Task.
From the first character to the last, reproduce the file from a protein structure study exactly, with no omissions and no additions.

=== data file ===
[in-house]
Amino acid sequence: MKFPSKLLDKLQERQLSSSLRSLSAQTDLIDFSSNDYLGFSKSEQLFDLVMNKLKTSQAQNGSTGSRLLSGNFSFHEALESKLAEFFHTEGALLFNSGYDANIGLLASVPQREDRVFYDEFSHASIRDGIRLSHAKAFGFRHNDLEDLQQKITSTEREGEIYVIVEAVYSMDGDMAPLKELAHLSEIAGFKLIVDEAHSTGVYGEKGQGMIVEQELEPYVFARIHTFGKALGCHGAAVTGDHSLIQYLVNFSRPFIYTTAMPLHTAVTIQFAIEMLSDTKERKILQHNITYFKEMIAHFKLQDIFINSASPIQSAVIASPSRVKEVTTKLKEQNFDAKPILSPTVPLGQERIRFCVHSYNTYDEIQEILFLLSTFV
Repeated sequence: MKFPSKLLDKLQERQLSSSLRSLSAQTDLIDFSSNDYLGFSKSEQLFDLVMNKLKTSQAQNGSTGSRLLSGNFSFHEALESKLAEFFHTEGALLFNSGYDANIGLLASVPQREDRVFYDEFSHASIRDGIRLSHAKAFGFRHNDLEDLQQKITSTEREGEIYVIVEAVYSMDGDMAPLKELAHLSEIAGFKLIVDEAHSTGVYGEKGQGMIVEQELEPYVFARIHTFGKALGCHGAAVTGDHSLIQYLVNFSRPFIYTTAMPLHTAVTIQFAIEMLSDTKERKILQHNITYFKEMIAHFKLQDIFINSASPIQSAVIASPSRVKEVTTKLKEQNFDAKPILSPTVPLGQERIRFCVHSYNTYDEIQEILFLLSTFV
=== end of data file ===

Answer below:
[in-house]
Amino acid sequence: MKFPSKLLDKLQERQLSSSLRSLSAQTDLIDFSSNDYLGFSKSEQLFDLVMNKLKTSQAQNGSTGSRLLSGNFSFHEALESKLAEFFHTEGALLFNSGYDANIGLLASVPQREDRVFYDEFSHASIRDGIRLSHAKAFGFRHNDLEDLQQKITSTEREGEIYVIVEAVYSMDGDMAPLKELAHLSEIAGFKLIVDEAHSTGVYGEKGQGMIVEQELEPYVFARIHTFGKALGCHGAAVTGDHSLIQYLVNFSRPFIYTTAMPLHTAVTIQFAIEMLSDTKERKILQHNITYFKEMIAHFKLQDIFINSASPIQSAVIASPSRVKEVTTKLKEQNFDAKPILSPTVPLGQERIRFCVHSYNTYDEIQEILFLLSTFV
Repeated sequence: MKFPSKLLDKLQERQLSSSLRSLSAQTDLIDFSSNDYLGFSKSEQLFDLVMNKLKTSQAQNGSTGSRLLSGNFSFHEALESKLAEFFHTEGALLFNSGYDANIGLLASVPQREDRVFYDEFSHASIRDGIRLSHAKAFGFRHNDLEDLQQKITSTEREGEIYVIVEAVYSMDGDMAPLKELAHLSEIAGFKLIVDEAHSTGVYGEKGQGMIVEQELEPYVFARIHTFGKALGCHGAAVTGDHSLIQYLVNFSRPFIYTTAMPLHTAVTIQFAIEMLSDTKERKILQHNITYFKEMIAHFKLQDIFINSASPIQSAVIASPSRVKEVTTKLKEQNFDAKPILSPTVPLGQERIRFCVHSYNTYDEIQEILFLLSTFV